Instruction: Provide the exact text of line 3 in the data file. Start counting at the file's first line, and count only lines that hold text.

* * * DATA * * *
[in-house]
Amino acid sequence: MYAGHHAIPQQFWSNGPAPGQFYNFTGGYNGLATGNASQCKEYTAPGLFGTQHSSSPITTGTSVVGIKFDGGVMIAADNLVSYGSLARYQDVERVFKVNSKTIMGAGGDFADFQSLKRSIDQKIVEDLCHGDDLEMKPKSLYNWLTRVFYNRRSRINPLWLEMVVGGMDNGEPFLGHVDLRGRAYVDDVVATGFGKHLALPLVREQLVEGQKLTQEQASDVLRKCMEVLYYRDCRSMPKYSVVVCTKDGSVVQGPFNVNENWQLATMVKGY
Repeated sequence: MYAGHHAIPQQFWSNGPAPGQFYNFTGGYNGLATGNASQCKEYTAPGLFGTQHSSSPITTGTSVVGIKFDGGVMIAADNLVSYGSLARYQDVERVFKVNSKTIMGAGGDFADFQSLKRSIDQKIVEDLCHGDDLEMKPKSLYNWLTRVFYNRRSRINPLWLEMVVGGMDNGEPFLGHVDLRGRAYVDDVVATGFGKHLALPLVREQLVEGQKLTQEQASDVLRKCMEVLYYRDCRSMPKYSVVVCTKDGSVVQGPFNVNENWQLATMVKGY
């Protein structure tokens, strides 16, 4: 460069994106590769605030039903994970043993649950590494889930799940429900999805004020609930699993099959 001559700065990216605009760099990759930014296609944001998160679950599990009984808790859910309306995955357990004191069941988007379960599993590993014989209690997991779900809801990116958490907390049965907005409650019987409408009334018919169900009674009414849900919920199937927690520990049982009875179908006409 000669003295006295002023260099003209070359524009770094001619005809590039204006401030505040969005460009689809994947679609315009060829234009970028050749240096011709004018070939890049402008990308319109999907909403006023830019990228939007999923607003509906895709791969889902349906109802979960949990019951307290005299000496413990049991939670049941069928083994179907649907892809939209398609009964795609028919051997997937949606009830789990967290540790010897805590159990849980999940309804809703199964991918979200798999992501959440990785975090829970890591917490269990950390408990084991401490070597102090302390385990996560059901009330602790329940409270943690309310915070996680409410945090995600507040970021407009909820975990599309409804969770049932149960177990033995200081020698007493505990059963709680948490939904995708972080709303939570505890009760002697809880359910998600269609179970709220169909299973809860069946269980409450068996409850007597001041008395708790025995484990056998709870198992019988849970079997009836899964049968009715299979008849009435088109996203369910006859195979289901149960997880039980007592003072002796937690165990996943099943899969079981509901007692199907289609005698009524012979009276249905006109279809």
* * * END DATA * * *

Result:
Repeated sequence: MYAGHHAIPQQFWSNGPAPGQFYNFTGGYNGLATGNASQCKEYTAPGLFGTQHSSSPITTGTSVVGIKFDGGVMIAADNLVSYGSLARYQDVERVFKVNSKTIMGAGGDFADFQSLKRSIDQKIVEDLCHGDDLEMKPKSLYNWLTRVFYNRRSRINPLWLEMVVGGMDNGEPFLGHVDLRGRAYVDDVVATGFGKHLALPLVREQLVEGQKLTQEQASDVLRKCMEVLYYRDCRSMPKYSVVVCTKDGSVVQGPFNVNENWQLATMVKGY